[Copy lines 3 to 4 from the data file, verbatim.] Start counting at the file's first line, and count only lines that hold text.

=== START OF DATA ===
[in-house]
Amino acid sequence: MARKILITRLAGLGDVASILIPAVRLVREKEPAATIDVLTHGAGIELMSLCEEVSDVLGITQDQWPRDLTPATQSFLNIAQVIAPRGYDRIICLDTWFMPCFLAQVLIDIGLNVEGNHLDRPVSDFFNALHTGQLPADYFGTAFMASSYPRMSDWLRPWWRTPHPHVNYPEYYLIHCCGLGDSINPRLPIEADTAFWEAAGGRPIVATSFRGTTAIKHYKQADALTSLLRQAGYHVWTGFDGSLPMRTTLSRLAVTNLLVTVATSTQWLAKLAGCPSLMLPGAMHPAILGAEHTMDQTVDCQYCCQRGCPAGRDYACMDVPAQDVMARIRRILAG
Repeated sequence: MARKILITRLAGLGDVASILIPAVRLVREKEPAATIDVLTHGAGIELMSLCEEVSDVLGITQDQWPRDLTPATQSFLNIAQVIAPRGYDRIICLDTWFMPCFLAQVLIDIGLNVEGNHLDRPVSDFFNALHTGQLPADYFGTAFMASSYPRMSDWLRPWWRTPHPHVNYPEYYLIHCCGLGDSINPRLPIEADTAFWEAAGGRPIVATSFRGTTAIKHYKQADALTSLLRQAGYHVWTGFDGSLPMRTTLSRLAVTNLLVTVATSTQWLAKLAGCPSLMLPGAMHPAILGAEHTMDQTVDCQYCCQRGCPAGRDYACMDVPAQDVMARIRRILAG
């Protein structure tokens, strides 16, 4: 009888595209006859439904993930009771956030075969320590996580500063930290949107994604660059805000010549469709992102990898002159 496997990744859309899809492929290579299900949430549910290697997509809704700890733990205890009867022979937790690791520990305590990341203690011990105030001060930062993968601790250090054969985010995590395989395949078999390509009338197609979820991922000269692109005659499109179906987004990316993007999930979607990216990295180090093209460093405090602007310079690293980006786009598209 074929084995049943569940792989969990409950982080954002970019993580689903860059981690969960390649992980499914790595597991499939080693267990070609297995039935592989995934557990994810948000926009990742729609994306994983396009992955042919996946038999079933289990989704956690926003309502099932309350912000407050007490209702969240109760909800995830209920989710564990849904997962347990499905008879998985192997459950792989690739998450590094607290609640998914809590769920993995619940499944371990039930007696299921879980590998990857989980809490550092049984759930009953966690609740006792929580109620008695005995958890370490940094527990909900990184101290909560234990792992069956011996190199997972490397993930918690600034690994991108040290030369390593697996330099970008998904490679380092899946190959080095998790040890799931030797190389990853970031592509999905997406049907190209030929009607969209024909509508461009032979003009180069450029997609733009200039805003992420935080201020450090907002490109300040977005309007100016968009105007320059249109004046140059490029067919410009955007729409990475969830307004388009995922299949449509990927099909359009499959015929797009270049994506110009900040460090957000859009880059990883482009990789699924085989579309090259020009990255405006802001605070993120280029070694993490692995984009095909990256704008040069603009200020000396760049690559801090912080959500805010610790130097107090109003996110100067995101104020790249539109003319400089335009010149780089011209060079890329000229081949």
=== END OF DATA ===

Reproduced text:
Repeated sequence: MARKILITRLAGLGDVASILIPAVRLVREKEPAATIDVLTHGAGIELMSLCEEVSDVLGITQDQWPRDLTPATQSFLNIAQVIAPRGYDRIICLDTWFMPCFLAQVLIDIGLNVEGNHLDRPVSDFFNALHTGQLPADYFGTAFMASSYPRMSDWLRPWWRTPHPHVNYPEYYLIHCCGLGDSINPRLPIEADTAFWEAAGGRPIVATSFRGTTAIKHYKQADALTSLLRQAGYHVWTGFDGSLPMRTTLSRLAVTNLLVTVATSTQWLAKLAGCPSLMLPGAMHPAILGAEHTMDQTVDCQYCCQRGCPAGRDYACMDVPAQDVMARIRRILAG
């Protein structure tokens, strides 16, 4: 009888595209006859439904993930009771956030075969320590996580500063930290949107994604660059805000010549469709992102990898002159 496997990744859309899809492929290579299900949430549910290697997509809704700890733990205890009867022979937790690791520990305590990341203690011990105030001060930062993968601790250090054969985010995590395989395949078999390509009338197609979820991922000269692109005659499109179906987004990316993007999930979607990216990295180090093209460093405090602007310079690293980006786009598209 074929084995049943569940792989969990409950982080954002970019993580689903860059981690969960390649992980499914790595597991499939080693267990070609297995039935592989995934557990994810948000926009990742729609994306994983396009992955042919996946038999079933289990989704956690926003309502099932309350912000407050007490209702969240109760909800995830209920989710564990849904997962347990499905008879998985192997459950792989690739998450590094607290609640998914809590769920993995619940499944371990039930007696299921879980590998990857989980809490550092049984759930009953966690609740006792929580109620008695005995958890370490940094527990909900990184101290909560234990792992069956011996190199997972490397993930918690600034690994991108040290030369390593697996330099970008998904490679380092899946190959080095998790040890799931030797190389990853970031592509999905997406049907190209030929009607969209024909509508461009032979003009180069450029997609733009200039805003992420935080201020450090907002490109300040977005309007100016968009105007320059249109004046140059490029067919410009955007729409990475969830307004388009995922299949449509990927099909359009499959015929797009270049994506110009900040460090957000859009880059990883482009990789699924085989579309090259020009990255405006802001605070993120280029070694993490692995984009095909990256704008040069603009200020000396760049690559801090912080959500805010610790130097107090109003996110100067995101104020790249539109003319400089335009010149780089011209060079890329000229081949």